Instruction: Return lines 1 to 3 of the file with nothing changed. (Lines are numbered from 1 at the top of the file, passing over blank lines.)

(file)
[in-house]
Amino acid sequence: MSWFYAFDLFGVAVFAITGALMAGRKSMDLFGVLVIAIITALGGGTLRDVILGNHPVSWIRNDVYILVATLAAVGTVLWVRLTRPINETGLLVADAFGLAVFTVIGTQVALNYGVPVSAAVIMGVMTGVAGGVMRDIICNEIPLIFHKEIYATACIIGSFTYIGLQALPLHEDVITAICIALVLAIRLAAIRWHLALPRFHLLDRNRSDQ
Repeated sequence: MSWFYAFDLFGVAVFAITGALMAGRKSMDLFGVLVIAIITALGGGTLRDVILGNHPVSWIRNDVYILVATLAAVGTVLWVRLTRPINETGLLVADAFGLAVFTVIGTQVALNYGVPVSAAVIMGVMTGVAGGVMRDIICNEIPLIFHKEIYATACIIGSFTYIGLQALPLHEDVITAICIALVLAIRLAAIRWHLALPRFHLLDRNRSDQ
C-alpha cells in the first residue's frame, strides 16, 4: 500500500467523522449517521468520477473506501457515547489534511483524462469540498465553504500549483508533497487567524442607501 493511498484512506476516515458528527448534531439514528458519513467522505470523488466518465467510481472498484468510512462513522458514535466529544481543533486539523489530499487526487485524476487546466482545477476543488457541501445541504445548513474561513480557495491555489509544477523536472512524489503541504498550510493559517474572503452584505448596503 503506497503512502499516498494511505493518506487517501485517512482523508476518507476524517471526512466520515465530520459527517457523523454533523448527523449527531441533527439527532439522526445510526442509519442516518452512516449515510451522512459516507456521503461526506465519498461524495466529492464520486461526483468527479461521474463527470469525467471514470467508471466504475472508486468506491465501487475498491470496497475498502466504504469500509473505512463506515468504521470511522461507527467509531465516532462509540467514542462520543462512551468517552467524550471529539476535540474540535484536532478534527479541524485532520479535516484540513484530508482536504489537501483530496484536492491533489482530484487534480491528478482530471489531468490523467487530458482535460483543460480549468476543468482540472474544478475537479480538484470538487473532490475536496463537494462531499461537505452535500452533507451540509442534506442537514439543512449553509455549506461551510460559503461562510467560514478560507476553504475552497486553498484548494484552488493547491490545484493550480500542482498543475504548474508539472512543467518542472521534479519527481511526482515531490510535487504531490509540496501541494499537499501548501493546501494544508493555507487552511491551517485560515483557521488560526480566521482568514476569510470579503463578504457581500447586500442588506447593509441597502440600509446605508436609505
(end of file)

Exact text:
[in-house]
Amino acid sequence: MSWFYAFDLFGVAVFAITGALMAGRKSMDLFGVLVIAIITALGGGTLRDVILGNHPVSWIRNDVYILVATLAAVGTVLWVRLTRPINETGLLVADAFGLAVFTVIGTQVALNYGVPVSAAVIMGVMTGVAGGVMRDIICNEIPLIFHKEIYATACIIGSFTYIGLQALPLHEDVITAICIALVLAIRLAAIRWHLALPRFHLLDRNRSDQ
Repeated sequence: MSWFYAFDLFGVAVFAITGALMAGRKSMDLFGVLVIAIITALGGGTLRDVILGNHPVSWIRNDVYILVATLAAVGTVLWVRLTRPINETGLLVADAFGLAVFTVIGTQVALNYGVPVSAAVIMGVMTGVAGGVMRDIICNEIPLIFHKEIYATACIIGSFTYIGLQALPLHEDVITAICIALVLAIRLAAIRWHLALPRFHLLDRNRSDQ